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Officials at Georgia Highlands College, located in Rome, Georgia, have created a Building Information Modeling and Virtual Design and Construction program that is slated to start in the spring of 2022. Georgia Highlands will join Purdue University as one of the few schools in the country with a degree program of this kind.
The four-year curriculum will feature advanced training in BIM and VDC technology, as well as business and construction management. It will also require students to undertake a capstone project, internship or both during their final year in the program.
A college spokesperson confirmed that the degree program will not have an enrollment cap. The program will seek accreditation from the Southern Association of Colleges and Schools in the fall.
The use of BIM and VDC in construction, which employ advanced computer modeling to “construct” a project digitally from the ground up before shovels ever turn actual dirt at the jobsite, is on the upswing across the world. The global BIM industry is projected to have a compound annual growth rate of nearly 14%, and generate a market value over $7.7 billion by 2025, according to research firm Market Reports World.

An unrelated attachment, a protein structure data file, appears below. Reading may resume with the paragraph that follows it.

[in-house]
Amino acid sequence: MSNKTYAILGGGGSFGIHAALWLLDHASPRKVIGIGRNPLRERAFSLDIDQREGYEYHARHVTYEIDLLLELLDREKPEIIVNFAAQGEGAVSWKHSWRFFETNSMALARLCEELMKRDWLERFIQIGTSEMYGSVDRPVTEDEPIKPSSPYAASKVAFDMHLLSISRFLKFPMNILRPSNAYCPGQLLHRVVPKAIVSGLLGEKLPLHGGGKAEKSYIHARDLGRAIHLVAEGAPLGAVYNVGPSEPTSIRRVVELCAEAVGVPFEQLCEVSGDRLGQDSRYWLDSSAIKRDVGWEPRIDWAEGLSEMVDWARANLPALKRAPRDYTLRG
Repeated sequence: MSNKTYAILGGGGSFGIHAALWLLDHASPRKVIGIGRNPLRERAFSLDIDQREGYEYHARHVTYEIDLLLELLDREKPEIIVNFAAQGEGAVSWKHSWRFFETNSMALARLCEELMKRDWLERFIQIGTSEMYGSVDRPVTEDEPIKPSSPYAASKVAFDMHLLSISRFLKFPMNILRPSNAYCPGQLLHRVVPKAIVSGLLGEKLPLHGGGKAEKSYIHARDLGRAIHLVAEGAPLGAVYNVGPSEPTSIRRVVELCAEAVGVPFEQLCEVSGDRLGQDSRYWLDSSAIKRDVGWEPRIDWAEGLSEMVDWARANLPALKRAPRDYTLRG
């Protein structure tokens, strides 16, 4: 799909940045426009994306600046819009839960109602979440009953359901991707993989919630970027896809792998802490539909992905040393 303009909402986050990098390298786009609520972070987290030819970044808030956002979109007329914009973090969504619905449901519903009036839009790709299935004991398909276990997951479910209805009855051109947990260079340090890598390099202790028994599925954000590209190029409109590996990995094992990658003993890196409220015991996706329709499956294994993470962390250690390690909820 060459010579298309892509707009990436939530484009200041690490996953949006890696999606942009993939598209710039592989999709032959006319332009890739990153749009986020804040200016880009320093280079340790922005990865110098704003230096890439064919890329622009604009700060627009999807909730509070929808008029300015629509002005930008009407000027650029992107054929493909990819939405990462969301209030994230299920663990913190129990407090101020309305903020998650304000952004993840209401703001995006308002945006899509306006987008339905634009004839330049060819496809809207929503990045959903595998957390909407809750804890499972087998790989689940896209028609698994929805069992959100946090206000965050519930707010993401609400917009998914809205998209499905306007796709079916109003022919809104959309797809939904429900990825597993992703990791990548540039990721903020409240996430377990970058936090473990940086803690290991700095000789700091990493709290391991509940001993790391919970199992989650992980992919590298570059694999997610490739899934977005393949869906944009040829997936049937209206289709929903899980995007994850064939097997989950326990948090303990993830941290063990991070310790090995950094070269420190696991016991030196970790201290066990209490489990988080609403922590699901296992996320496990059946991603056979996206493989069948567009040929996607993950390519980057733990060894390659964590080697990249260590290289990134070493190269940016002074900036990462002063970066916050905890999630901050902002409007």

Georgia Highlands College is collaborating with construction technology firm Trimble to design curriculum for the program. Trimble also donated BIM and VDC software and technology to the program for use. Jason Christian, interim dean for Georgia Highland’s School of Science, Technology, Engineering, and Mathematics said in an email that it was the first program of its kind in Georgia, and the second nationwide.
Along with its foray into a fast-growing field, the college is also benefiting from donations by corporations focused on architecture, engineering and construction. The college partnered with SDS2, a software design company focused on construction modeling, which donated the software and technology for a learning lab at the college’s Cartersville location. The new lab features cutting-edge technology for modeling 3D steel detailing, according to a press release.
While the size and diversity of the construction market has presented challenges in the uniform rollout of BIM on projects globally, the growth in BIM is now leading governments to take notice. Around the world, countries are putting in BIM mandates on certain projects.
While the United States doesn’t have a national BIM mandate currently, some states, such as Wisconsin, require BIM on state-funded projects. And at the federal level, the U.S. Army Corps of Engineers has integrated BIM requirements into its contracts.